A small step toward independence?
The nerf here is squishy indeed. Cameron has two years before the next election -- why not negotiate now and run for re-election in 2015 on the basis of recovered national sovereignty (something which would be popular in Britain)? Voters remember an earlier half-promise of a referendum on the EU by Cameron's Conservative party, a referendum which it never delivered; they're well aware that by 2017 it will be all too easy for a safely re-elected Cameron to say that conditions have changed and perhaps it would not be wise to er um blah blah blah.
It's still a significant move, though, not so much for what it says about future government action as about the current state of politics. In the last election, the Conservatives still got far fewer votes than the opposing Labour party, despite the latter's deep unpopularity; the Conservatives now rule only due to a shaky coalition with the small, annoying Liberal Democrat party. Since that election, the Conservatives' austerity policies have strangled the economic recovery that was beginning under Labour. Cameron needs a "game change" to have much hope of winning in 2015. The EU is unpopular in Britain and the new UK Independence Party (UKIP) has been siphoning away Conservative voters in polls and local elections; an anti-EU move was the obvious option to be that "game change" -- especially with some in the Labour party hinting at a referendum promise of their own, which would have fatally outflanked Cameron..
So why such a feeble effort? Cameron's heart is not in it. Like almost all European mainstream-party politicians, he's a pro-EU true believer. He may well actually favor some recovery of sovereign powers from the EU, but has always been reluctant to even talk about a referendum, and would recoil from the idea of leaving the EU. Everyone in Britain knows these things. The UKIP's boisterous and somewhat Barney-Frank-like leader, Nigel Farage, is firmly unimpressed.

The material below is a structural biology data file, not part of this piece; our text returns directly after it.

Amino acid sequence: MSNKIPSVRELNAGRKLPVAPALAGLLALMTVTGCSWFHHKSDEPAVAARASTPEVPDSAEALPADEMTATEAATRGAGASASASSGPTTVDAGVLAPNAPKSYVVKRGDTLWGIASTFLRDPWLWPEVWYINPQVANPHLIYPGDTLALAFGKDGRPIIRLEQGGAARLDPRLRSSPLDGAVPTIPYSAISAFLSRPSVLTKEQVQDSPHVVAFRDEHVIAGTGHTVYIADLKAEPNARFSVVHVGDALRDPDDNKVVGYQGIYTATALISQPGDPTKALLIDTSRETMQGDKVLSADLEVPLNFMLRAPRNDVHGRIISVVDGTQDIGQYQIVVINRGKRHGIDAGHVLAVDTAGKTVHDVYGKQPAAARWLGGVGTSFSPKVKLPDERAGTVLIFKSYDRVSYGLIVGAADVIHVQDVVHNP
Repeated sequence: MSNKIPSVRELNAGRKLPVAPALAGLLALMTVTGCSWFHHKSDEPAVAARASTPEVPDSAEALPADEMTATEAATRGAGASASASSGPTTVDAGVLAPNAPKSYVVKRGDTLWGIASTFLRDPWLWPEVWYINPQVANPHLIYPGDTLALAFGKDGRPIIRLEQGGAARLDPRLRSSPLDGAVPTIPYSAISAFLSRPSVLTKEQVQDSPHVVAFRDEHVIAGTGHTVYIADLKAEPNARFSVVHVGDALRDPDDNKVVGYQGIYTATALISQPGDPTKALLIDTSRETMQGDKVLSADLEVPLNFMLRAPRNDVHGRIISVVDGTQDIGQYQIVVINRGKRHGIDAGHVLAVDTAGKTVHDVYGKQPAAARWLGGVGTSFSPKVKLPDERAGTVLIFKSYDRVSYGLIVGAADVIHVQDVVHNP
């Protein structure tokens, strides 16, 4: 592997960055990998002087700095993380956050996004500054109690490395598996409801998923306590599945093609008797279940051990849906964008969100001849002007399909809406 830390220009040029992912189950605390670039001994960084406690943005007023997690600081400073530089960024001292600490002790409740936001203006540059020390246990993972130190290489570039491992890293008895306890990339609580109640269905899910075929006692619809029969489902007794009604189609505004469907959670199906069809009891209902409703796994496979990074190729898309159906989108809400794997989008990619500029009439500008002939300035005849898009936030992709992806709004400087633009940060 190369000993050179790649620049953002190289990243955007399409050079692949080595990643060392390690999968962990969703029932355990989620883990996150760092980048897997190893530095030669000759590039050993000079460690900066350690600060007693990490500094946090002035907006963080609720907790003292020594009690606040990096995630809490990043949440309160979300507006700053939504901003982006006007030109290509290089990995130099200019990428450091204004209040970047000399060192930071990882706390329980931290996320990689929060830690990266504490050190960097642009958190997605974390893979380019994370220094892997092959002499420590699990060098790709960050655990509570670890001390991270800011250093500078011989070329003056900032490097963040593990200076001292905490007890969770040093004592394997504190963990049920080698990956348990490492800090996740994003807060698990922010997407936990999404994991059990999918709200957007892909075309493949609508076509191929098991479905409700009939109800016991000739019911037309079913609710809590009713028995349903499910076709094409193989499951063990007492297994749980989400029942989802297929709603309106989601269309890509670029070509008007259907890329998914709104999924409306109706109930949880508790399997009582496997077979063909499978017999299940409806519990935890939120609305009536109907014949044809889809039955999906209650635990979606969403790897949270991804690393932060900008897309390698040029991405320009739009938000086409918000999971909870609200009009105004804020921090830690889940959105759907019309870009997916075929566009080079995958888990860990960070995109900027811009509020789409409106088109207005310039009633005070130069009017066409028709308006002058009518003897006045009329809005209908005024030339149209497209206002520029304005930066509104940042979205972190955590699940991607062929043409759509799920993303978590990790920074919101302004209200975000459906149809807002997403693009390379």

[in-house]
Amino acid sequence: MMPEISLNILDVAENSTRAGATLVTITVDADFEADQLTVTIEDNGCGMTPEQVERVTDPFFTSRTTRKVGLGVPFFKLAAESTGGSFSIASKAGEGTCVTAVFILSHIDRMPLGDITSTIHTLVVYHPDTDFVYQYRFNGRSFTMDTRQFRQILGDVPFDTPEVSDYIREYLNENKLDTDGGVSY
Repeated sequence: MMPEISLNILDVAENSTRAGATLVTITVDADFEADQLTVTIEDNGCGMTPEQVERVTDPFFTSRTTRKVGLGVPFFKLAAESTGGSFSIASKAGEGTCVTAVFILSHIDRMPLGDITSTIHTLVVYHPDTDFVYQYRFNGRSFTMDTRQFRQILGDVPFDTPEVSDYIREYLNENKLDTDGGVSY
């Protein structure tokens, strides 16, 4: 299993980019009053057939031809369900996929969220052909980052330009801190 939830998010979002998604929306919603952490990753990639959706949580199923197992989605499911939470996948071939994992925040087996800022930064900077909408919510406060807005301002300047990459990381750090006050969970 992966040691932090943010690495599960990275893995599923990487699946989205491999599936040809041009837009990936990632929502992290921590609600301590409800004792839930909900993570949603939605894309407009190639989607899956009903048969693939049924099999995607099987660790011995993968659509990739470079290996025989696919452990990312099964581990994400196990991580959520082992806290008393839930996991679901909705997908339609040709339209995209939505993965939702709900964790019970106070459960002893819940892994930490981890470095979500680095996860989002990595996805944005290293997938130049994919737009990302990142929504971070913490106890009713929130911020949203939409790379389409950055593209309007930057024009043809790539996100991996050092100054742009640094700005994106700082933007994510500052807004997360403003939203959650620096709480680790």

Cameron may, however, have started something he cannot control. One must never under-estimate the depths of the EU oligarchs' arrogance. Their reaction is the best evidence that there's more here than mere fluff. They've already swatted down his reluctant ploy, declaring that "Europe à la carte is not an option". Rather than go along with his game of using anti-EU rhetoric to get re-elected and then (probably) letting the whole thing get quietly watered down, they've loudly and firmly painted him into a corner. Why? The key, I think, is in this remark by "a senior EU politician":
A list of demands would have been very negative. There's a risk we'll shut the door in his face. It's not possible to have member states sending in lists [of demands]. Then you'll have the Swedes, the Dutch, and the Czechs doing the same. That will leave you not with a union, but with a kind of regional alliance. Anyone doing that will get short shrift.
That's what they're really afraid of. The EU is unpopular across much of Europe, for varying reasons, but smaller countries are reluctant to challenge the thuggish oligarchy. A first move by a large country like Britain could embolden them and start the whole thing unraveling. This politician was praising Cameron for not making specific demands yet, but any effort at "negotiation" will require that. That's what the oligarchs are determined to prevent, and that's why, rhetorically, they are "shutting the door in his face" already, or at least demanding that he stop even trying to open it.
Once Cameron realizes that his timidity is not winning him any Brownie points in Brussels, and once his voters deconstruct how little his promises, as presently stated, are worth, he'll face a choice -- cave to the EU and drop the whole thing, or push more clearly for recovering sovereignty. The latter option has the merit of improving his chances of winning the next election. And his words may already be resonating beyond Britain. Germany's biggest tabloid, Bild, is cheering Cameron for standing up to those who think that "the European project is too important for democratic participation" or that "the rest of the world knows better what the British need".
It's a small step. But when the snow is already so unsettled, even a nerf grenade just might, eventually, start an avalanche.